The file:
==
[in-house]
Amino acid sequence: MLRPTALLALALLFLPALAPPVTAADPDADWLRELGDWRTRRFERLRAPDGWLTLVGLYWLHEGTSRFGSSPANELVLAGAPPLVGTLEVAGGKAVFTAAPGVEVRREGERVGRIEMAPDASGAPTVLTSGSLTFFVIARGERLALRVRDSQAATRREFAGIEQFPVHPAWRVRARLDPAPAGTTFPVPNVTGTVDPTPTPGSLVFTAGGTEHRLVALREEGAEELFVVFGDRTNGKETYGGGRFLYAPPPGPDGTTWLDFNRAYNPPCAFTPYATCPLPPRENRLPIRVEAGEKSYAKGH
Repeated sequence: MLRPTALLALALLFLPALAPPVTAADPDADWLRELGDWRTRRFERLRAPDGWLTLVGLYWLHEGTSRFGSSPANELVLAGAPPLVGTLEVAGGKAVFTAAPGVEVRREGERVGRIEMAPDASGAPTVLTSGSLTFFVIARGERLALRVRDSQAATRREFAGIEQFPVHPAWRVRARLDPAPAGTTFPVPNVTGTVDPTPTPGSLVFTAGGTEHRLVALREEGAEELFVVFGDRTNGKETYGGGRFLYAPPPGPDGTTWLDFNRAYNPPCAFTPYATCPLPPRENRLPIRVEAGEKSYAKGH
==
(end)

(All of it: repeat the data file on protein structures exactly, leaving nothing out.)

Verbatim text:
[in-house]
Amino acid sequence: MLRPTALLALALLFLPALAPPVTAADPDADWLRELGDWRTRRFERLRAPDGWLTLVGLYWLHEGTSRFGSSPANELVLAGAPPLVGTLEVAGGKAVFTAAPGVEVRREGERVGRIEMAPDASGAPTVLTSGSLTFFVIARGERLALRVRDSQAATRREFAGIEQFPVHPAWRVRARLDPAPAGTTFPVPNVTGTVDPTPTPGSLVFTAGGTEHRLVALREEGAEELFVVFGDRTNGKETYGGGRFLYAPPPGPDGTTWLDFNRAYNPPCAFTPYATCPLPPRENRLPIRVEAGEKSYAKGH
Repeated sequence: MLRPTALLALALLFLPALAPPVTAADPDADWLRELGDWRTRRFERLRAPDGWLTLVGLYWLHEGTSRFGSSPANELVLAGAPPLVGTLEVAGGKAVFTAAPGVEVRREGERVGRIEMAPDASGAPTVLTSGSLTFFVIARGERLALRVRDSQAATRREFAGIEQFPVHPAWRVRARLDPAPAGTTFPVPNVTGTVDPTPTPGSLVFTAGGTEHRLVALREEGAEELFVVFGDRTNGKETYGGGRFLYAPPPGPDGTTWLDFNRAYNPPCAFTPYATCPLPPRENRLPIRVEAGEKSYAKGH